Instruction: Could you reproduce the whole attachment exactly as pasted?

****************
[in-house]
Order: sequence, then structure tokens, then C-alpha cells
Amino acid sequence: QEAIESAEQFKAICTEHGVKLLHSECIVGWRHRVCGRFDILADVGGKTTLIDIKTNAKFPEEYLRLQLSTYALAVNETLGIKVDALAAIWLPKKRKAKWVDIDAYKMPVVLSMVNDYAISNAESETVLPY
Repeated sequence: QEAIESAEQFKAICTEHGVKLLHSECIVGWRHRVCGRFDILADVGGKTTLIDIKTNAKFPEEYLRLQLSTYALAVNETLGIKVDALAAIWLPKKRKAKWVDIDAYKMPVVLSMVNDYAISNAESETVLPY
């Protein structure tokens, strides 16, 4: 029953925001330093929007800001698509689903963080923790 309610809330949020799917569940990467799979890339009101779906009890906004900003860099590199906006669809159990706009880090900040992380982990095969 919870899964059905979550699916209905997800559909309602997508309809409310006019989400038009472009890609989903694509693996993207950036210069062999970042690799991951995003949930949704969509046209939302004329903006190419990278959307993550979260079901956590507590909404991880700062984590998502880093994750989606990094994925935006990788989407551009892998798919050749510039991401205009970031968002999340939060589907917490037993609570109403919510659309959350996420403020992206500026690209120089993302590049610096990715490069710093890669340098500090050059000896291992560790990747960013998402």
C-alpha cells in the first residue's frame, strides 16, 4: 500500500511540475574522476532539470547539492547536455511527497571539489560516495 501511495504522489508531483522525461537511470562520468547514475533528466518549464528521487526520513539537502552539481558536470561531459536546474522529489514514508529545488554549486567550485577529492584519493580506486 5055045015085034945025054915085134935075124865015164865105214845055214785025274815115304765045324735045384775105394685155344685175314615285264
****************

[in-house]
Order: sequence, then structure tokens, then C-alpha cells
Amino acid sequence: QEAIESAEQFKAICTEHGVKLLHSECIVGWRHRVCGRFDILADVGGKTTLIDIKTNAKFPEEYLRLQLSTYALAVNETLGIKVDALAAIWLPKKRKAKWVDIDAYKMPVVLSMVNDYAISNAESETVLPY
Repeated sequence: QEAIESAEQFKAICTEHGVKLLHSECIVGWRHRVCGRFDILADVGGKTTLIDIKTNAKFPEEYLRLQLSTYALAVNETLGIKVDALAAIWLPKKRKAKWVDIDAYKMPVVLSMVNDYAISNAESETVLPY
């Protein structure tokens, strides 16, 4: 029953925001330093929007800001698509689903963080923790 309610809330949020799917569940990467799979890339009101779906009890906004900003860099590199906006669809159990706009880090900040992380982990095969 919870899964059905979550699916209905997800559909309602997508309809409310006019989400038009472009890609989903694509693996993207950036210069062999970042690799991951995003949930949704969509046209939302004329903006190419990278959307993550979260079901956590507590909404991880700062984590998502880093994750989606990094994925935006990788989407551009892998798919050749510039991401205009970031968002999340939060589907917490037993609570109403919510659309959350996420403020992206500026690209120089993302590049610096990715490069710093890669340098500090050059000896291992560790990747960013998402």
C-alpha cells in the first residue's frame, strides 16, 4: 500500500511540475574522476532539470547539492547536455511527497571539489560516495 501511495504522489508531483522525461537511470562520468547514475533528466518549464528521487526520513539537502552539481558536470561531459536546474522529489514514508529545488554549486567550485577529492584519493580506486 5055045015085034945025054915085134935075124865015164865105214845055214785025274815115304765045324735045384775105394685155344685175314615285264